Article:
Writing a generating function

I came across the following question and it's a bit different from what I'm used to...

Write a generating function for each of the following:

1) You are making an Easter basket with at most two special edition Peeps. Each special edition Peep comes in its own one candy package. There are 4 different types of special edition Peep's: red velvet, lemon spice, party cake, and lemonade. If you have 2 peeps, they could either be the same or different flavors.

2) You are making an Easter basket and filling it with n pieces of candy. You can include any number of packages of 5 yellow chick Peeps, any number of packages of 5 blue bunny Peeps, and special edition peeps following the requirements in the previous problem.

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For (1), I'm being thrown off by the "at most two" requirement. Usually generating functions deal with infinite series with an arbitrary large n. At first I thought maybe the following might be it:

$(1+x+x^2)^4$

But I'm not sure at all. If I were allowed to express it as an integer addition question, I thought maybe I could express it like so:

$$x_1+x_2+x_3+x_4 \leq 2, x_{1,2,3,4} \geq 0$$ which can be solved via the stars & bars method: ${6 \choose 4}=15$ (is this right?) If so, the above generating function doesn't result in the coefficient of 15 when n = 2. I feel like I'm just thinking about this wrong.

For (2), since I'm stuck on (1) I don't know where to start on this.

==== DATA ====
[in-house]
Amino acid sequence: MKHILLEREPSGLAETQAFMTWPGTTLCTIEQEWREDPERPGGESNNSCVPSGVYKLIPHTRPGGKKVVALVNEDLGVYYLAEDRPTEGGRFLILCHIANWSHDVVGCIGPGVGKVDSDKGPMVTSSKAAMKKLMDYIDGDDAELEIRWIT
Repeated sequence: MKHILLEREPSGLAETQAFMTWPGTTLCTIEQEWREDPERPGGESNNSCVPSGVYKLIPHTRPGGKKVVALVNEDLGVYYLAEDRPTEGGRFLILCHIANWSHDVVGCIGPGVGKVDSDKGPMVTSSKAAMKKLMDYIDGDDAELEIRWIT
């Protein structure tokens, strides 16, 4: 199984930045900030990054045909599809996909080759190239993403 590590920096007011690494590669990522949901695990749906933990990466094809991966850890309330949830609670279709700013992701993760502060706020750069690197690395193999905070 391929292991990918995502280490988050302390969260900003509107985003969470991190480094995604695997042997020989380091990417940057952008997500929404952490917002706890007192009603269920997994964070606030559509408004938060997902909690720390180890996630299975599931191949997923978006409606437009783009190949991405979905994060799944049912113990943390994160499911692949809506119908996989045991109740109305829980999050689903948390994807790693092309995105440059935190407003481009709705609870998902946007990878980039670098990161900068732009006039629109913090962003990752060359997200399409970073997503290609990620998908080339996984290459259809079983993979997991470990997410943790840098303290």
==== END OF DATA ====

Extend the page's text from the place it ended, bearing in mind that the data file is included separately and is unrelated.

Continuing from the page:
Thanks for any help.

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EDIT2: So it looks like I'm getting close on (1)...

Also, for (2), is the first part of it just $(1+x+x^2+x^3+x^4+x^5)^2$ or am I missing something? Thanks.

• Oh wait, since n is at most 2, am I supposed to take into consideration all values of n from 0 to 2? If so the above generating function does result in the sum of 15... – user3280193 Apr 19 '16 at 2:33
• Your comment is correct; you’ve now almost answered the first question. If $g(x)=(1+x+x^2)^4$, you want the function such that the coefficient of $x^n$ is the sum of the coefficients in $g$ of $x^k$ with $k\le n$. Do you know what to multiply $g(x)$ by to get that? – Brian M. Scott Apr 19 '16 at 2:34
• Hmm...I guess I'm stuck again. :D I've just never run into this type of question variant before. – user3280193 Apr 19 '16 at 2:43
• Useful fact (that you should try to prove): if $g(x)=\sum_{n\ge 0}a_nx^n$, then $$\frac1{1-x}\cdot g(x)=\sum_{n\ge 0}\left(\sum_{k=0}^na_k\right)x^n\;.$$ Multiplying by $\frac1{1-x}$ gives you the partial sums of the sequence of coefficients of the original series. – Brian M. Scott Apr 19 '16 at 2:45